Jersey’s first large-scale brick building in decades, our scheme seeks to reconnect with our Island’s lost brick-making heritage. In the mid-Nineteenth Century Jersey’s 24 brick work factories were in full force, exporting just shy of 10 million bricks between 1832 and 1865. Jersey was also Europe’s largest shipbuilder at this time, and young Jerseymen were making their fortune’s sailing via Spain and Portugal, to pick up salt, and then to Gaspé in Canada to catch Atlantic cod, which they salted and traded in the Catholic Caribbean and South American Countries, like Brazil and Belize. They returned with mahogany, rum and other valuables, thus completing the trade-triangle. On their outward journey, the Jersey bricks were used as ballast in their ships’ holds.
However, the Second World War meant that coal and limestone, two materials essential for brickmaking, couldn’t be imported to the Island, so concrete blocks were used instead, and the last brickworks closed in 1950.
At five storeys tall and providing 31no. small affordable apartments for a local Housing Trust Charity, Ed Le Quesne House is inspired by Jersey’s brickmaking heritage and rediscovering its use.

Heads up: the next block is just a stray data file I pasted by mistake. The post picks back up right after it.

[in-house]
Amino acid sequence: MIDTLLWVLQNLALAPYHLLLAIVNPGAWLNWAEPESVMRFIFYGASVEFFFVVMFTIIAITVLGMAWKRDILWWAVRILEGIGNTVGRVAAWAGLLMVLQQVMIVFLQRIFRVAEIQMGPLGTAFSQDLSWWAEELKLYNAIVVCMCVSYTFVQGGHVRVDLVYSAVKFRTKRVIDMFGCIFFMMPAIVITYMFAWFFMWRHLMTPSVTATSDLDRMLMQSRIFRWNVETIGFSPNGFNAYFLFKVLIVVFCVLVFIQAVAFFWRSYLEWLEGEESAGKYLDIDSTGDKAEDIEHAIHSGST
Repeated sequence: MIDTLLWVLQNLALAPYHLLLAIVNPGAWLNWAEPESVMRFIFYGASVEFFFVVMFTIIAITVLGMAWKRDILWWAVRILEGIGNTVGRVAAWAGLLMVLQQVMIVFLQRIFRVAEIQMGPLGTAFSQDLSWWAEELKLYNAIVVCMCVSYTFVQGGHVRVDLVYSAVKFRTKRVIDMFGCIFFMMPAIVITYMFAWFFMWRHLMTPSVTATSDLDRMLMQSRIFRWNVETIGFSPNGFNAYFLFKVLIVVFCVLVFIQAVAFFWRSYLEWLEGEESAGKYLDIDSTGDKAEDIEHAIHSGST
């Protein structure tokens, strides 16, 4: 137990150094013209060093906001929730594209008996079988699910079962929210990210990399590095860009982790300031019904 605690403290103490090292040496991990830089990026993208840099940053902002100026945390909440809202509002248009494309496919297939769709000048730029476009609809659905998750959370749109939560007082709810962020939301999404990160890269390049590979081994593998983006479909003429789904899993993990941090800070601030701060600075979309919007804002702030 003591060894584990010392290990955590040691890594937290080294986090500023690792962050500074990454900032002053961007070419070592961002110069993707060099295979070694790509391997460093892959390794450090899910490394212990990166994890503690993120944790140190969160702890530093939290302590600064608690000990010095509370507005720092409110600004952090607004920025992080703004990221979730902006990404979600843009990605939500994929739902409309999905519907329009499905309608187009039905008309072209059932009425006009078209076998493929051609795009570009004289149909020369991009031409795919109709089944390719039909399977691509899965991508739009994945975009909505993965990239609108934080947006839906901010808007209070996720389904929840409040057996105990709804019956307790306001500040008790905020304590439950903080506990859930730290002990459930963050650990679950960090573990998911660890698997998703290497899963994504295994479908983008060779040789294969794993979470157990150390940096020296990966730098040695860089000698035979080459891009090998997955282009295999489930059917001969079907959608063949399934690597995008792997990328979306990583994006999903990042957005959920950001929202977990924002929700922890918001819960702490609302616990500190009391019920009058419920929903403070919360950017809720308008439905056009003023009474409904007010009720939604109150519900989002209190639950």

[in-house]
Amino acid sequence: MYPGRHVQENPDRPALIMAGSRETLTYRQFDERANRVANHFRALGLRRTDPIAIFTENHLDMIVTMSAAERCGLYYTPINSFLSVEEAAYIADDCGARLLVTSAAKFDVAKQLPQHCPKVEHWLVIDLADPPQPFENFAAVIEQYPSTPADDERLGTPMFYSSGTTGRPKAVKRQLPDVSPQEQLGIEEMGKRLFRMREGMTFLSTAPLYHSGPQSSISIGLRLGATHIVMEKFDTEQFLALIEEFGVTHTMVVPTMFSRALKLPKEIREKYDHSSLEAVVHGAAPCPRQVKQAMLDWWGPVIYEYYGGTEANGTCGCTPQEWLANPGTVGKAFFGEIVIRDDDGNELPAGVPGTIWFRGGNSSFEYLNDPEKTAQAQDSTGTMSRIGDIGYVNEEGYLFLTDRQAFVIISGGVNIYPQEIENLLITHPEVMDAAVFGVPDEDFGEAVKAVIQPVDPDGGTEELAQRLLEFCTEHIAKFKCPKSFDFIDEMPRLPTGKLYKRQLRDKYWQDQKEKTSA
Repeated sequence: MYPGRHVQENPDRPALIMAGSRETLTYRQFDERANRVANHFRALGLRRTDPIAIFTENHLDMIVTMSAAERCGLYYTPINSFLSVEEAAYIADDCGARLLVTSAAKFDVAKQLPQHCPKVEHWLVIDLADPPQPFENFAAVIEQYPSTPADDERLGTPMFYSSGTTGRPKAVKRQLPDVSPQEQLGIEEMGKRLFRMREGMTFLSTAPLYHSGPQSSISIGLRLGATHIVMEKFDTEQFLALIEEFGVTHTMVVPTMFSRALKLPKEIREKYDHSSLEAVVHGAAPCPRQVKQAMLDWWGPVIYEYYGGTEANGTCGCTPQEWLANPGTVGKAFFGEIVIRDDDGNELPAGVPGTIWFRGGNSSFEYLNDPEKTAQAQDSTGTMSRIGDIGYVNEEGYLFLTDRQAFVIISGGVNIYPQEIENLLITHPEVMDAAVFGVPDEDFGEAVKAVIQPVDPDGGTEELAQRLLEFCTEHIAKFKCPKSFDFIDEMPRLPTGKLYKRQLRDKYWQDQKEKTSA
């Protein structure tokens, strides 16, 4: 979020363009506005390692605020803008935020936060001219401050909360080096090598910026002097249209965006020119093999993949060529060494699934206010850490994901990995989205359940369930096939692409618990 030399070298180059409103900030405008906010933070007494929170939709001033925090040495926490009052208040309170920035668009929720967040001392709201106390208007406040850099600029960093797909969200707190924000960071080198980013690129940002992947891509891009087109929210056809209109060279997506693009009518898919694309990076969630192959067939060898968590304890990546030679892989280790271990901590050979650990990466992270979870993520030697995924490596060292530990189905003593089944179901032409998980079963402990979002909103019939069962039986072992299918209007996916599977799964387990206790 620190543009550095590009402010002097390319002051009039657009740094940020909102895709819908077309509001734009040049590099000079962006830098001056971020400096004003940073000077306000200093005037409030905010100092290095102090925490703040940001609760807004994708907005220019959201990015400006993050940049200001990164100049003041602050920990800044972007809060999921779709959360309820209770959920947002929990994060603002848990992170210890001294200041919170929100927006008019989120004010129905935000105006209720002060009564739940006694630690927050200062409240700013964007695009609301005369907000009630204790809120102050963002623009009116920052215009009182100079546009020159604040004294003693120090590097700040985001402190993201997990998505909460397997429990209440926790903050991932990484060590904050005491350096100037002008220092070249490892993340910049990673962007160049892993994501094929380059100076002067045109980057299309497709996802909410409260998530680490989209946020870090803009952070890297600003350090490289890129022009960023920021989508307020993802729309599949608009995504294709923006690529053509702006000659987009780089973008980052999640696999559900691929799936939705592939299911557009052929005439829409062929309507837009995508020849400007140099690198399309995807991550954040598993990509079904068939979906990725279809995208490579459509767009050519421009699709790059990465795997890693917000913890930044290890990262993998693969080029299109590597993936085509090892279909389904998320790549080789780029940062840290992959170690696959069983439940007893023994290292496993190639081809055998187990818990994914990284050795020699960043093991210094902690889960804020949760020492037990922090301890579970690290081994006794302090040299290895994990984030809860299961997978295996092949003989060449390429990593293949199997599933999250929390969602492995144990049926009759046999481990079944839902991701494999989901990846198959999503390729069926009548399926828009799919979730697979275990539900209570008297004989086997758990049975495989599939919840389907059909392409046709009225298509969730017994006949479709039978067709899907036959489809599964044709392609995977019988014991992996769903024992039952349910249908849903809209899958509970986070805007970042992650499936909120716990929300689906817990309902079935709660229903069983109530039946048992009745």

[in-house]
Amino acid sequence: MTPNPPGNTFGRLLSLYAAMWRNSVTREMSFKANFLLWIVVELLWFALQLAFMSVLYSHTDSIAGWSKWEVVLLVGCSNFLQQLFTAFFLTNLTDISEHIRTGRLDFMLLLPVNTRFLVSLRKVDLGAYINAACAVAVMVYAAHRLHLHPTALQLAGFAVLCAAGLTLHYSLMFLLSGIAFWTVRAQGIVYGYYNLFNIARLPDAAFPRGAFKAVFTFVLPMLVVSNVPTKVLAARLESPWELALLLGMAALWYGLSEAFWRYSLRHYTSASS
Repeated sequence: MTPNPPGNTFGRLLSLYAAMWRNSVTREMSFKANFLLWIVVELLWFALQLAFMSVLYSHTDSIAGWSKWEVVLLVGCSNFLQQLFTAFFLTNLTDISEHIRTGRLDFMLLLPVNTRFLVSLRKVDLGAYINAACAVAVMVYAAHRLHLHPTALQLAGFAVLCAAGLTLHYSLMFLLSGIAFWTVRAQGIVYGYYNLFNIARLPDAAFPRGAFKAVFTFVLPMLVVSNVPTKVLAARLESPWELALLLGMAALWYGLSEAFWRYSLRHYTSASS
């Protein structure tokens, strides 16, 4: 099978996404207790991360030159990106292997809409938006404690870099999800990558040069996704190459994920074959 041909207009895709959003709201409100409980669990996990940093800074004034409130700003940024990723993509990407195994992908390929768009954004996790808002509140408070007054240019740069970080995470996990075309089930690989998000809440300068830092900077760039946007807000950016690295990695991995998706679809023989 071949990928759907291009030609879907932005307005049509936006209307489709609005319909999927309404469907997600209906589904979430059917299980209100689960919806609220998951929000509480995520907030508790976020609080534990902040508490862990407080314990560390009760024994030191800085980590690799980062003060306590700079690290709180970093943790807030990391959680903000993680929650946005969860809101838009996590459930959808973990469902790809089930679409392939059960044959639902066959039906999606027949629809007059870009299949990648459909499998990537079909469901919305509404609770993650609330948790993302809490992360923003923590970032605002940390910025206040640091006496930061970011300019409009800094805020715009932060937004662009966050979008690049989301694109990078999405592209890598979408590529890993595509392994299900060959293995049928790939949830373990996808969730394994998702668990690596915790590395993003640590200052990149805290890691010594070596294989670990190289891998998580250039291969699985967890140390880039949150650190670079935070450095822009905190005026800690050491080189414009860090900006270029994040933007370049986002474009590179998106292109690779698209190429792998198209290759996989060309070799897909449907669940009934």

The large brick corner panel is carved by local sculptor Mark Guest, inspired by the waves of the Atlantic Ocean and Jersey’s Cod Industry. The wave-twisted balcony railings also evoke our Island’s maritime heritage, as well as visually closing off the lower parts of the balconies to enhance privacy.
The main façade is more formal, but the massing of the two flank elevations erode in response to the existing streetscape and step “in, down and back” as a contextual response to the more traditionally scaled grain of their setting.
For the same reasons the higher level balconies have frameless glass balustrades.
The public realm is enhanced by the ground floor colonnade on Minden Place and tree planting, whilst the simple, layered facades, precast floor and roof edges and full-height glazed and brick panels are all composed to create deep shadows and a dynamic sense of visual movement.